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Government Approves Less than One Third of Promised Budget for Rehabilitation of Israel’s North

The ‘Tzafona’ plan provides for 980 million shekels in grant funding to be used by the end of 2024 | The sum is less than a third of the promised 3.5 billion shekels, although additional long-term plans are expected in the coming months

שני קופון רוט ובנה במאהל המחאה סמוך לצומת עמיעד (צילום: דוד טברסקי)
Residents of northern Israel protest government inaction with signs that read: “Communities are falling apart, where are you?” and “The Upper Galilee has reached the red line” (Archive photo: David Tversky)
By David Tversky

The newest version of the government’s rehabilitation plan for Northern Israel allocates less than one billion shekels ($270 million) in funding despite a promised investment of roughly 3.5 billion shekels ($930 million). The latest iteration of the ‘Tzafona’ plan was passed by the governing coalition at the end of May and is expected to pass through the full Knesset by the end of June. In addition to the lower-than-expected level of funding, the plan also imposes strict requirements on projects seeking to make use of the program’s funds.

The recovery plan approved by the government allocates approximately 980 million shekels ($260 million) for a program to provide grants to residents of the north. Prime Minister Benjamin Netanyahu described the grant program, which is meant to be implemented by the end of the current budget year, as a solution to the immediate needs of Israel’s north, implying that this is the reason why the government did not approve the entirety of the anticipated budget.

The funding for the grant program can only be released after the plan is approved by the Knesset and must be used by the end of 2024, leaving a window of less than six months for the funds to be used. Distributing the funds in that timeframe could prove to be a significant challenge given the government’s decision not to establish a centralized administration for the program, as was done in the Gaza Envelope Rehabilitation Plan. Any funds that have not been fully used by the end of 2024 will require further decisions and approval by the Ministry of Finance.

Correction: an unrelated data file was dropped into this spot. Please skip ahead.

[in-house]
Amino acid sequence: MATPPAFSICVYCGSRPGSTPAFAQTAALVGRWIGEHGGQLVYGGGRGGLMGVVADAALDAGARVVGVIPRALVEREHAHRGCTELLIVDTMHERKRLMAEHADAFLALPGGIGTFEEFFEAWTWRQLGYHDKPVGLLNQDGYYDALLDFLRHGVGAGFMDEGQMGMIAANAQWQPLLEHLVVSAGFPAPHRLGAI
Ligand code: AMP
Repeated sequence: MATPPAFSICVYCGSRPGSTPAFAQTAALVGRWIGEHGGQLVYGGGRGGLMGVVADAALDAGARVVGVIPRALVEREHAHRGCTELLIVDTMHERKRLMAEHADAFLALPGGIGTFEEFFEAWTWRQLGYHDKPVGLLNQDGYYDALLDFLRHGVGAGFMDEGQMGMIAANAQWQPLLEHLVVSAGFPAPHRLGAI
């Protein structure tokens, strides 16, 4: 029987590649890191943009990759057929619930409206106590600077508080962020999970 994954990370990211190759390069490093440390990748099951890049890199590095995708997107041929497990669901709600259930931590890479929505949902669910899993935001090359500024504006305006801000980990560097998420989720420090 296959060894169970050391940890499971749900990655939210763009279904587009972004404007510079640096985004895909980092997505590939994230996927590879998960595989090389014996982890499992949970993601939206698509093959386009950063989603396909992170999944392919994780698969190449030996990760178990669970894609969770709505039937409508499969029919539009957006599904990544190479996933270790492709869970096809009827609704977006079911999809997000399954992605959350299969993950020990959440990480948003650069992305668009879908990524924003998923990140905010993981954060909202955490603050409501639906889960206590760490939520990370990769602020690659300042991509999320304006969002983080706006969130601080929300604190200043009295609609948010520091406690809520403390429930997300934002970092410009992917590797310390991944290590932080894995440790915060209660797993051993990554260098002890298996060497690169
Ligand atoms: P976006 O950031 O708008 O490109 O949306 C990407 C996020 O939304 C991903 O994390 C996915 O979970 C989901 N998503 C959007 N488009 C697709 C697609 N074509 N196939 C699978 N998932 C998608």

According to Yossi Keren, Director-General of the Prime Minister's Office, the plan will promote a multi-year outline for the rehabilitation and strengthening of northern communities to be administered by a team within the Prime Minister’s Office consisting of administrators from various government ministries.

In order to use all of the funds promised for the rehabilitation of the north, a sum of about six billion shekels ($1.6 billion), the Ministry of Finance will have to formulate an additional plan and find additional budgetary sources that will be deployed between 2025 and 2029.

Protesters hold a sign reading: “We Must Save the North” (Photo: David Tversky)
Protesters hold a sign reading: “We Must Save the North” (Photo: David Tversky)

The decision came after weeks of discussions and disagreements between the Finance Ministry and other government ministries, as well as between the Prime Minister's Office, which has been responsible for implementing the plan, and leaders of the affected communities. The text of the resolution requests the immediate transfer of 109 million shekels ($29 million) to promote the opening of schools in the north for students who have not been evacuated, as well as the opening of alternative institutions and temporary schools for students who have been evacuated from the north.

The decision will allow parents to register their children in two different areas, both the location to which they have been evacuated and their original address in the north. This will allow parents to either return to their homes or to remain in the places to which they have been evacuated according to the needs of their children.

Tel Hai College is expected to receive 80 million shekels ($21 million), of which 20 million shekels ($5.3 million) will be allocated for future construction and development related to the recently announced transition that will see the college become the University of Kiryat Shmona in the Galilee.